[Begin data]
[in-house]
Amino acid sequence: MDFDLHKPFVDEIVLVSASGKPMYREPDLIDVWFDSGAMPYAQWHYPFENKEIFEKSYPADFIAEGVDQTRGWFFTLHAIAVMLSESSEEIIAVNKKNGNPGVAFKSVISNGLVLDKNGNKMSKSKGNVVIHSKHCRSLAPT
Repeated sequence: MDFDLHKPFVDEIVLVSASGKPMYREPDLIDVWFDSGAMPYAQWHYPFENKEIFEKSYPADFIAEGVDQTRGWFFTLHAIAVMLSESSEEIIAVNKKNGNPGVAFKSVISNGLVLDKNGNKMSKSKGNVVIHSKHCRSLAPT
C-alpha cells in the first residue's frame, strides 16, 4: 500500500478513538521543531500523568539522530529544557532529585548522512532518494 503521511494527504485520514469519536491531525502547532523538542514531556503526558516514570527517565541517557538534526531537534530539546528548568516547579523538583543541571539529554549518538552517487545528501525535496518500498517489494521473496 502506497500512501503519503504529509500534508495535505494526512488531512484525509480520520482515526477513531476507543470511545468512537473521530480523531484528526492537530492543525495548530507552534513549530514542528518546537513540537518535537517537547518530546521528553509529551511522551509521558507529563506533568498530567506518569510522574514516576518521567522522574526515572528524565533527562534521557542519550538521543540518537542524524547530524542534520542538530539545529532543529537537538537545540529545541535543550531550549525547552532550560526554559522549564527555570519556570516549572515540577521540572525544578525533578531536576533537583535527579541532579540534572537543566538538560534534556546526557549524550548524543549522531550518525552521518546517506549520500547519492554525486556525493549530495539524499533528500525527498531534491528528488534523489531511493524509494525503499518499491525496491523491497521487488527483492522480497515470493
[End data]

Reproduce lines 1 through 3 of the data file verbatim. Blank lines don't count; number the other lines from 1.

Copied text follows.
[in-house]
Amino acid sequence: MDFDLHKPFVDEIVLVSASGKPMYREPDLIDVWFDSGAMPYAQWHYPFENKEIFEKSYPADFIAEGVDQTRGWFFTLHAIAVMLSESSEEIIAVNKKNGNPGVAFKSVISNGLVLDKNGNKMSKSKGNVVIHSKHCRSLAPT
Repeated sequence: MDFDLHKPFVDEIVLVSASGKPMYREPDLIDVWFDSGAMPYAQWHYPFENKEIFEKSYPADFIAEGVDQTRGWFFTLHAIAVMLSESSEEIIAVNKKNGNPGVAFKSVISNGLVLDKNGNKMSKSKGNVVIHSKHCRSLAPT